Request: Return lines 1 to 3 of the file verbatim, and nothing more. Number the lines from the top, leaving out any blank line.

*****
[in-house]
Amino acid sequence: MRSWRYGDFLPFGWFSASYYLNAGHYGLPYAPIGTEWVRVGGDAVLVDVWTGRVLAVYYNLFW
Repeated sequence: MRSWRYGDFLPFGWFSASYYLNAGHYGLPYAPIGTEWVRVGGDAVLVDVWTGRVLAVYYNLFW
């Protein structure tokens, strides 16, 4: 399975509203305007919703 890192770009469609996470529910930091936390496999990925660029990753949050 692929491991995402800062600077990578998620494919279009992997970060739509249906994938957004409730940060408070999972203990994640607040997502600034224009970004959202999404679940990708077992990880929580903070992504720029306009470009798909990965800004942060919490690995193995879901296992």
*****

[in-house]
Amino acid sequence: MRSWRYGDFLPFGWFSASYYLNAGHYGLPYAPIGTEWVRVGGDAVLVDVWTGRVLAVYYNLFW
Repeated sequence: MRSWRYGDFLPFGWFSASYYLNAGHYGLPYAPIGTEWVRVGGDAVLVDVWTGRVLAVYYNLFW